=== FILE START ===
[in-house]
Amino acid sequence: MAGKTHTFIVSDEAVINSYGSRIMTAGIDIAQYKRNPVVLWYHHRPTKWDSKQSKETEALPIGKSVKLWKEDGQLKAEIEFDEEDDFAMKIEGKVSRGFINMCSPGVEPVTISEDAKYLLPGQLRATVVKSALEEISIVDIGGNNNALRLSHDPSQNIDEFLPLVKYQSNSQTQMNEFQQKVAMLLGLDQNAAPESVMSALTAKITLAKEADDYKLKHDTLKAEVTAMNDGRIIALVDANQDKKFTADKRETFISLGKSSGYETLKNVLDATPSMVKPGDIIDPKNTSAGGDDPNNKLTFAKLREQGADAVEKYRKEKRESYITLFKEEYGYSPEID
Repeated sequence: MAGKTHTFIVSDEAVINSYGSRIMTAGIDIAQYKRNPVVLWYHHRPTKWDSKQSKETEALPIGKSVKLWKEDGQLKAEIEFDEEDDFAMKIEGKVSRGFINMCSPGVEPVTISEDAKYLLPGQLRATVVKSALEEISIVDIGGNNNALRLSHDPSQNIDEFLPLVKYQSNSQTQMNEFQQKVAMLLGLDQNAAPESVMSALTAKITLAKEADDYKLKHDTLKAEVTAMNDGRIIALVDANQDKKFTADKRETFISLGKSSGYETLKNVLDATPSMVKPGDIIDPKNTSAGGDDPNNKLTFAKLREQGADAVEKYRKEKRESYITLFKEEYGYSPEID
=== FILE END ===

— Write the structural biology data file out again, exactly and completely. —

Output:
[in-house]
Amino acid sequence: MAGKTHTFIVSDEAVINSYGSRIMTAGIDIAQYKRNPVVLWYHHRPTKWDSKQSKETEALPIGKSVKLWKEDGQLKAEIEFDEEDDFAMKIEGKVSRGFINMCSPGVEPVTISEDAKYLLPGQLRATVVKSALEEISIVDIGGNNNALRLSHDPSQNIDEFLPLVKYQSNSQTQMNEFQQKVAMLLGLDQNAAPESVMSALTAKITLAKEADDYKLKHDTLKAEVTAMNDGRIIALVDANQDKKFTADKRETFISLGKSSGYETLKNVLDATPSMVKPGDIIDPKNTSAGGDDPNNKLTFAKLREQGADAVEKYRKEKRESYITLFKEEYGYSPEID
Repeated sequence: MAGKTHTFIVSDEAVINSYGSRIMTAGIDIAQYKRNPVVLWYHHRPTKWDSKQSKETEALPIGKSVKLWKEDGQLKAEIEFDEEDDFAMKIEGKVSRGFINMCSPGVEPVTISEDAKYLLPGQLRATVVKSALEEISIVDIGGNNNALRLSHDPSQNIDEFLPLVKYQSNSQTQMNEFQQKVAMLLGLDQNAAPESVMSALTAKITLAKEADDYKLKHDTLKAEVTAMNDGRIIALVDANQDKKFTADKRETFISLGKSSGYETLKNVLDATPSMVKPGDIIDPKNTSAGGDDPNNKLTFAKLREQGADAVEKYRKEKRESYITLFKEEYGYSPEID